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direct shot from an israeli sniper. a second palestinian journalist, ali al-samoudi, was hospitalized in stable condition after he was shot in the back. speaking from a hospital in jenin, al-samoudi said he was among four journalists pinned down by israeli snipers. >> the occupation is murderous and criminal. they shot as for no reason. we come a group of journalists, where they our full press conference in addition to the helmets with the words pressed written in large letters, as big the whole world. we were obvious. amy: and a statement, al jazeera said beautiful's the israeli government and its troops responsible for the killing, condemning it as a "heinous crime, which intends to only prevent the media from conducting their duty." the u.s. ambassador to israel called for an investigation, tweeting that he was "very sad to learn of the death of american and palestinian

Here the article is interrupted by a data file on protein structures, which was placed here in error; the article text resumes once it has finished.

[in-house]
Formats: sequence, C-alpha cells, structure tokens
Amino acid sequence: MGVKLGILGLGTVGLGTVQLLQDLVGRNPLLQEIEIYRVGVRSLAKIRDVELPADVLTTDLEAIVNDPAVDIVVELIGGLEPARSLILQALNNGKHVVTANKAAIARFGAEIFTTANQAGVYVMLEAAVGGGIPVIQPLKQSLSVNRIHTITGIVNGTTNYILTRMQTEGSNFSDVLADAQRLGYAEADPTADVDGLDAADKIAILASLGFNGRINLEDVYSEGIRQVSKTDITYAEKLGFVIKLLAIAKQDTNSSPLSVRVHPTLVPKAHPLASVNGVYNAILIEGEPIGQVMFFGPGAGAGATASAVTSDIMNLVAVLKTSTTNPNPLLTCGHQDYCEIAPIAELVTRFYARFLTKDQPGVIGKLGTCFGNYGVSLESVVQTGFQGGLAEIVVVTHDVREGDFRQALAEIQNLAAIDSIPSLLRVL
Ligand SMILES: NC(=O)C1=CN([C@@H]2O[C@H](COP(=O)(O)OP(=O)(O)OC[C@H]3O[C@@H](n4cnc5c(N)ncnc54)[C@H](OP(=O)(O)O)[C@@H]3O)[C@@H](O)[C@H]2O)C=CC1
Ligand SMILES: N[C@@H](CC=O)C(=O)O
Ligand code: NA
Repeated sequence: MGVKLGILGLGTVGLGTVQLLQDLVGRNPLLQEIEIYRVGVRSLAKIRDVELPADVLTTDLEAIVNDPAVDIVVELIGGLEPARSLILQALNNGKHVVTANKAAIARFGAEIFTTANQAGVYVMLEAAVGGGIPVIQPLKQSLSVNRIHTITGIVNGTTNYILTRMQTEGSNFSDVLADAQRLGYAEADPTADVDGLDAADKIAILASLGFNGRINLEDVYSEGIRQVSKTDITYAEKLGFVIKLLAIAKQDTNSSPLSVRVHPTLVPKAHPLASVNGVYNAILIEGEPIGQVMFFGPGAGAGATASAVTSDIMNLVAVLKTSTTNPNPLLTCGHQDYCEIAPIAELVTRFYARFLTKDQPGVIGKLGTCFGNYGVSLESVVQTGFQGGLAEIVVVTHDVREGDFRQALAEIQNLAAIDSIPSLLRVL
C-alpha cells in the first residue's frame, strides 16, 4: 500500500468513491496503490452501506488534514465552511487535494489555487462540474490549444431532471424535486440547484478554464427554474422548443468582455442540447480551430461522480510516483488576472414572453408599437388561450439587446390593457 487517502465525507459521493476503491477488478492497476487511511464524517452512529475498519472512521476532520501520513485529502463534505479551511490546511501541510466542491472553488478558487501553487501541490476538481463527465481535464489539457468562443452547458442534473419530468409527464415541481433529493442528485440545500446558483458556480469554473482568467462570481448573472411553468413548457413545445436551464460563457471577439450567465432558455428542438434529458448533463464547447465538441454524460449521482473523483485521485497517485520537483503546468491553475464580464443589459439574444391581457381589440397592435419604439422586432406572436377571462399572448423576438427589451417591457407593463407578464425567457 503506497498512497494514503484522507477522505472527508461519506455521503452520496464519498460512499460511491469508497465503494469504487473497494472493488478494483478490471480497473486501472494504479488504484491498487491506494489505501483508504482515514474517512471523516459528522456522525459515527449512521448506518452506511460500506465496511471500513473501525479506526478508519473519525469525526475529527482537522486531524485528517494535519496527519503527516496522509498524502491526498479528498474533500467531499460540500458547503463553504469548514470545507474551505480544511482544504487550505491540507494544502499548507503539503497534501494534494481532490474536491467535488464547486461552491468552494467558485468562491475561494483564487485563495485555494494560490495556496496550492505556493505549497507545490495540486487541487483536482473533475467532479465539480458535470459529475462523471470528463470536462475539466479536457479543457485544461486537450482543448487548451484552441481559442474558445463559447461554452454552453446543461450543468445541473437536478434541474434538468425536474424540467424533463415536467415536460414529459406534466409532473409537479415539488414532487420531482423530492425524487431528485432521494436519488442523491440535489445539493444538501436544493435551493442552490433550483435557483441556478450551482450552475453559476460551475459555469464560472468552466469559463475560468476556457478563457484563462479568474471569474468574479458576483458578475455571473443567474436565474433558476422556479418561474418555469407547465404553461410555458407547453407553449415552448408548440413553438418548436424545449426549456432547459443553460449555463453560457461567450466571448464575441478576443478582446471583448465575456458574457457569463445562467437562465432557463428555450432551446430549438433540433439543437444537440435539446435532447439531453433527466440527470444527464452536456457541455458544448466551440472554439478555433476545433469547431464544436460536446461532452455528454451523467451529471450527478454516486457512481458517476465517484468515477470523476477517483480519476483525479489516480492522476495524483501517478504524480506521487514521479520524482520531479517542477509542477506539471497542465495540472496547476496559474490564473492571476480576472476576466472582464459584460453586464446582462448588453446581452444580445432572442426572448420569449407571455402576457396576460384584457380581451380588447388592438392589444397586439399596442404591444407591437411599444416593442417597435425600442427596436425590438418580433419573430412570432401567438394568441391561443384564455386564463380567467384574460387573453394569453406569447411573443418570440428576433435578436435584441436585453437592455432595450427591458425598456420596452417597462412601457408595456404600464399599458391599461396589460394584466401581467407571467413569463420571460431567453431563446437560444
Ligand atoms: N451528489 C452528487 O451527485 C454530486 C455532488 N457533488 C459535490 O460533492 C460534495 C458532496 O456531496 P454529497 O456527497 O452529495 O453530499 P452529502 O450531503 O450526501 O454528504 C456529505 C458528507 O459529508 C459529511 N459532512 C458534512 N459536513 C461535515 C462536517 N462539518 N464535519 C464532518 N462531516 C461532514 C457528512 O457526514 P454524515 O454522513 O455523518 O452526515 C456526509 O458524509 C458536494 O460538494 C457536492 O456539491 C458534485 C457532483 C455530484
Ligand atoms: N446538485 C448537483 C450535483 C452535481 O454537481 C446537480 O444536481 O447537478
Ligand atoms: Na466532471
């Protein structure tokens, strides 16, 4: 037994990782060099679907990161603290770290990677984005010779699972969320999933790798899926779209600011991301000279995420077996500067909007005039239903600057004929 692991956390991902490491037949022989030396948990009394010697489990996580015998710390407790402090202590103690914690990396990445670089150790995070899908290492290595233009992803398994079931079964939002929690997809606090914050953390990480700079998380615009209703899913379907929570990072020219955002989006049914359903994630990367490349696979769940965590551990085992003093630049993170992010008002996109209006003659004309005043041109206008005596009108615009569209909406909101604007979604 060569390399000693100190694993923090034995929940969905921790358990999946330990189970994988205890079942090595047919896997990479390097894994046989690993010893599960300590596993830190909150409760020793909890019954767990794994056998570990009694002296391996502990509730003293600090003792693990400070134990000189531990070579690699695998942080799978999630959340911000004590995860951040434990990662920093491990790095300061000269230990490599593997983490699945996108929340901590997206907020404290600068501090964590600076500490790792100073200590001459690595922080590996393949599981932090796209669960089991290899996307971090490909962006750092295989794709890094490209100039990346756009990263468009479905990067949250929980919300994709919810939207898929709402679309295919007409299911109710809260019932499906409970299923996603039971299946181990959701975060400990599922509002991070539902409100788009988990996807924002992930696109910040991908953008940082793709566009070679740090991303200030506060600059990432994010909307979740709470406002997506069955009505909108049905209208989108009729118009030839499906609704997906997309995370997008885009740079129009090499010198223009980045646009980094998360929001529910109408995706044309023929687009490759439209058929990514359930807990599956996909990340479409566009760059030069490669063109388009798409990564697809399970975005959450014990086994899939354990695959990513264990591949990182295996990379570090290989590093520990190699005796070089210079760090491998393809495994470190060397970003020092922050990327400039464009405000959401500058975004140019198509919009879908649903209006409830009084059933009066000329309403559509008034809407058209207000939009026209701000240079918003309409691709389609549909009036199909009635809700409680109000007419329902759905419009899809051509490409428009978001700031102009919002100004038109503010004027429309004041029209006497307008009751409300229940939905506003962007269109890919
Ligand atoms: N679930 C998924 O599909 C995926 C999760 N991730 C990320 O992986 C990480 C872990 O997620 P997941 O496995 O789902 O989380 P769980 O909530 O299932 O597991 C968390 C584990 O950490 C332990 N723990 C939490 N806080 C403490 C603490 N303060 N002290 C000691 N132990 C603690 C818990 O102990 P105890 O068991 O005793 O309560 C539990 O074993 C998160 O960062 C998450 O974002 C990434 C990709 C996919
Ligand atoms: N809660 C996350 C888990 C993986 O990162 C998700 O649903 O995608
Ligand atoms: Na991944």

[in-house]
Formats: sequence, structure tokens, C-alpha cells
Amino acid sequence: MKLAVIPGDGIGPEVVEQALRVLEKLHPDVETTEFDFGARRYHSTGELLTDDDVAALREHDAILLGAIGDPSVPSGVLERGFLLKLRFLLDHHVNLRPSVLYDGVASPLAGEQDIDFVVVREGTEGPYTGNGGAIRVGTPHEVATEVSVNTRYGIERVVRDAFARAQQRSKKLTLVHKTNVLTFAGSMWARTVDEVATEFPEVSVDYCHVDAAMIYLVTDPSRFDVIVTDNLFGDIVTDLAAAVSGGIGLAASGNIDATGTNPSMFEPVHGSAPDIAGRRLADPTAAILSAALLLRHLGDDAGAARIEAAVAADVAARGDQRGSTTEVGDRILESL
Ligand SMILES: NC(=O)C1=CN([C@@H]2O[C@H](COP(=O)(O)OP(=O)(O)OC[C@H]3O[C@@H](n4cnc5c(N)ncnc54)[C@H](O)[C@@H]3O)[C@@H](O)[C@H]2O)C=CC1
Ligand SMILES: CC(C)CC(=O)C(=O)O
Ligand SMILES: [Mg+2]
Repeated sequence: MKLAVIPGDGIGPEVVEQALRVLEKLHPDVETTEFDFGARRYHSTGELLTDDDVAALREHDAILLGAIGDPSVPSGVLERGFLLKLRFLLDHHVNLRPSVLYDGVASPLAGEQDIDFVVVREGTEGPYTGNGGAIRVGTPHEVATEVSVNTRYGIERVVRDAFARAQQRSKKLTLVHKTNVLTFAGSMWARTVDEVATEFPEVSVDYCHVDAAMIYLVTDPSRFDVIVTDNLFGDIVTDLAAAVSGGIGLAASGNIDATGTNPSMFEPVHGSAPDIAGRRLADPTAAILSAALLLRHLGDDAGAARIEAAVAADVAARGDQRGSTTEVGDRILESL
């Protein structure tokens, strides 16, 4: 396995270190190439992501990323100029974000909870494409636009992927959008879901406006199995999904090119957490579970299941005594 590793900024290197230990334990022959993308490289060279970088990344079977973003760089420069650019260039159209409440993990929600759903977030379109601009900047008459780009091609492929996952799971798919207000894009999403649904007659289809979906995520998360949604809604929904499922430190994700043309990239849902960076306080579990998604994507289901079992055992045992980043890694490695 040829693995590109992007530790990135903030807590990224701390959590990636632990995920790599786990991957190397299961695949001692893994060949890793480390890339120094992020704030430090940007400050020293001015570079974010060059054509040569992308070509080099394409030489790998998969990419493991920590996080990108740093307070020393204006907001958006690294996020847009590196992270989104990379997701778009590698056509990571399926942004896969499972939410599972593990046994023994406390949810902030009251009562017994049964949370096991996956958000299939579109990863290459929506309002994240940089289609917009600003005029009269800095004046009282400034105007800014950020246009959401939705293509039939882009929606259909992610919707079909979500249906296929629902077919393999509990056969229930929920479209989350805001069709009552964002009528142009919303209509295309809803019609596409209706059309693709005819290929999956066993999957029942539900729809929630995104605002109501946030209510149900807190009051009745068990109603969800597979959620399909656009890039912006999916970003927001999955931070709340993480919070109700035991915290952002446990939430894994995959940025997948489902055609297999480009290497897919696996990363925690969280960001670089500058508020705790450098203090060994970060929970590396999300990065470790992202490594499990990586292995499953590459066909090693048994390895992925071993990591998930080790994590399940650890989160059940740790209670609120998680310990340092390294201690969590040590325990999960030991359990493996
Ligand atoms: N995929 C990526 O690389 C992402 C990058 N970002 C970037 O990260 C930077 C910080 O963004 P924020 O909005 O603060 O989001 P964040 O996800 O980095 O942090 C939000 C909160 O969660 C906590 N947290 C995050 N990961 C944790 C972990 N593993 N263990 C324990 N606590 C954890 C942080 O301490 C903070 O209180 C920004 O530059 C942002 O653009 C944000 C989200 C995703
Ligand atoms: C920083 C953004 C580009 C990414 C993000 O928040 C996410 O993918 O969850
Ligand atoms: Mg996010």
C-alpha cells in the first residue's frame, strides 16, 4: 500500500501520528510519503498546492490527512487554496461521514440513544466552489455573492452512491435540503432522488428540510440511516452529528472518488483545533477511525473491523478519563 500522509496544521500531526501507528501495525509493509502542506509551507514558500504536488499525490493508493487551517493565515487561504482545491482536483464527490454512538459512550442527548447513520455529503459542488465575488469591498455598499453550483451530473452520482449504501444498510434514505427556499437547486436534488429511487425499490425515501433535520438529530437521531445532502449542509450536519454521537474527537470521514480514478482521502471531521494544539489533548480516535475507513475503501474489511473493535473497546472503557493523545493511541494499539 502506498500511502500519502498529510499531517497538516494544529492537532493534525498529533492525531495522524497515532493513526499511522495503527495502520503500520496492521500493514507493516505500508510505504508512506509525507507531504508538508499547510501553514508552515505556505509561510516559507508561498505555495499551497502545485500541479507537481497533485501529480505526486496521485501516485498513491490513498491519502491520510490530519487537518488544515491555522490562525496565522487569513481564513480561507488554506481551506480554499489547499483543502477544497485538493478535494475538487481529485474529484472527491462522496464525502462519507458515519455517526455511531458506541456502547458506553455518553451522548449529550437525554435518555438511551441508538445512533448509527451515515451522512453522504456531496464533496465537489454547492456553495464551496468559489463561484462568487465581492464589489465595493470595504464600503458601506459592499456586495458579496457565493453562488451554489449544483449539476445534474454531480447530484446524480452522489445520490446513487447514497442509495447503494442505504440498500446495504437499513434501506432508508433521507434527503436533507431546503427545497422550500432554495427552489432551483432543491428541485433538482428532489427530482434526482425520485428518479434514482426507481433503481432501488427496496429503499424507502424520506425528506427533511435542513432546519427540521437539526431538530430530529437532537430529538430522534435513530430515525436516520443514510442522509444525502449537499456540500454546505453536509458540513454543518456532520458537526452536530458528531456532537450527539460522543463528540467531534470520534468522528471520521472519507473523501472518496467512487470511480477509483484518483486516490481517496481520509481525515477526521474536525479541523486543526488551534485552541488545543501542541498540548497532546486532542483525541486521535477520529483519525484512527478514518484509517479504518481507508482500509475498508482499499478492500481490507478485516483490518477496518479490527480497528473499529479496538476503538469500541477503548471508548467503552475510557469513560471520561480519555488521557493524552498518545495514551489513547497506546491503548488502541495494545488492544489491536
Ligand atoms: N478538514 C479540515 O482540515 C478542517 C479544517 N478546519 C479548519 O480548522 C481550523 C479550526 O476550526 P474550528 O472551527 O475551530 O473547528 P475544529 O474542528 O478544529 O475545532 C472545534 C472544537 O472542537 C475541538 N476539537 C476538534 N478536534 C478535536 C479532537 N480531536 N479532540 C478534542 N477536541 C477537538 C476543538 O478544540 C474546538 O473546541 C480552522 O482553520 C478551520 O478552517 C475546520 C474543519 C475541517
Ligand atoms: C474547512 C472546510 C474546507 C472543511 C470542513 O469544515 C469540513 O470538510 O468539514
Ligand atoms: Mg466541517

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journalist shireen abu akleh." we will go to a close friend of shireen after headlines. the house of representatives has overwhelmingly approved $40 billion in new military and economic assistance to ukraine. the measure passed on about 368 to 57 with the support of the entire democratic caucus. the a package now heads to the senate where it also has broad bipartisan support. president biden has pledged to sign the bill later this week. it is by far the largest foreign aid bill to move through congress in at least two decades. it's a swift advance through congress comes after the white house separated the ukraine aid package from a request for $10 billion in covid really funds. that request has now stalled amid opposition along with other parts of biden's legislative agenda, including the extension